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948 North Inlet -
Tonahutu Loop

Tonahutu Trail as it crosses the tundra

In planning summer trips over the last few years, three times we reserved campsites for the Rocky Mountain National Park Loop. We were unable to do the first trip due to a nagging injury and the second trip was canceled by the Park due to a wildfire. Diligently, we made reservations again this year. We kept our fingers crossed as the time approached. We were both fit and healthy and there were no wildfires, we were going to hike the Loop.

Last year, when the Loop was canceled due to wildfires, we hiked the North Inlet Trail to the junction and then climbed Ptarmigan Mountain. We left the trailhead in the mid-morning. It was blazing hot as we climbed the easy grade to out campsite near North Inlet Junction. To improve our starting time, we stayed the night on the west side of the Park and were able to walk in the cooler morning air.

North inlet Trail moving through boulders

We made good time on the first leg of our journey. It took a little less than four hours to cover the ten miles from the Kawuneeche Visitors Center to Pine Marten Campsite near North Inlet Junction. We met a few hikers along the way. A surprising number of hikers had started from Bear Lake (on the east side of the Park) and were walking to Grand Lake on the west. At Grand Lake they were going to take a shuttle back over the mountain.

Pine Marten Campsite

The Pine Marten campsite was a dandy. Sitting above the creek on a thirty foot bluff there was easy access to the water and the site had great views of neighboring mountains.

trail crossing between cairns

The next morning we left camp at 0730 and began the climb. It took three hours of relatively moderate hiking to reach the Continental Divide and Flattop Mountain. We were slowed by constantly stopping to take pictures. Among the attractions (other than the views) were huge rock cairns (piles of rocks) and a herd of elk.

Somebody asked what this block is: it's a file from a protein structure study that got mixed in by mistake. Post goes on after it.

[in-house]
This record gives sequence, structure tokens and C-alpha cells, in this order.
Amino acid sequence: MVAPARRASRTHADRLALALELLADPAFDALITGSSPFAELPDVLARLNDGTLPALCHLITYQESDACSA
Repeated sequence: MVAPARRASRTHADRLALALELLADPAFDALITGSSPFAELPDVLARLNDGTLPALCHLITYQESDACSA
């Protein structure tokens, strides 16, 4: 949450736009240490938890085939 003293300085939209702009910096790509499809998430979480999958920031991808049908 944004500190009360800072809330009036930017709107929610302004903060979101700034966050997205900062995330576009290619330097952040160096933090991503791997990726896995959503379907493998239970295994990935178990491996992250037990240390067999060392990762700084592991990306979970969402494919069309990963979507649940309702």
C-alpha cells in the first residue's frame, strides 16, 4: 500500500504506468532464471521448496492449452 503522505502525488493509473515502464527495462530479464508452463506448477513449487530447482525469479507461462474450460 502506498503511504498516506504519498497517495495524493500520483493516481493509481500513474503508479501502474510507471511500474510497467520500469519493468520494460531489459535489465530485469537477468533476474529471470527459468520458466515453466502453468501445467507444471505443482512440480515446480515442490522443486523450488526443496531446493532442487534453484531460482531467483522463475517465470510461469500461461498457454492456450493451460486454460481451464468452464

Tonahutu Trail as it descends back to tree line

Joining the Tonahutu Trail we climbed a short rise and then began a steady descent. The trail followed close to the Continental Divide as it crossed the alpine tundra. Attractions were another herd of elk and the time spent trying to identify unknown peaks.

Haynach Campsite.

Our second night of the trip was at Haynach Lake. The campsites were located off a steep side trail that leads to Haynach Lake. We chose to stay at the designated llama site (we knew it was not supposed to be occupied). The site was in a grove of trees that opened into a meadow. It was idyllic.

Our last day of the trip was a bit of a rush. We needed to be walking by 0530. Amy had to be at the Denver Airport by 1530 (three-thirty). To make that schedule, we had to walk the 10 miles in less than 4 hours, then cross the Park on Trail Ridge Road, take the detour to Lyons, continue to Boulder, take quick showers, and finally to the airport.

Trail entering the trees from the burn of 2013

It was a bit of a rush but we easily made it to the airport. It took 3.5 hours to finish the hike. We just kept our heads down and hiked. We took few pictures and only stopping for a few seconds to take photos of the burn, Granite Falls, and Big Meadow in morning light.

Big Meadow

The Loop was worth our three year wait. On our day two, the alpine tundra day, the trail was very special. Make reservations and put it on you to do list. It was truly that good.

Happy Loop trails


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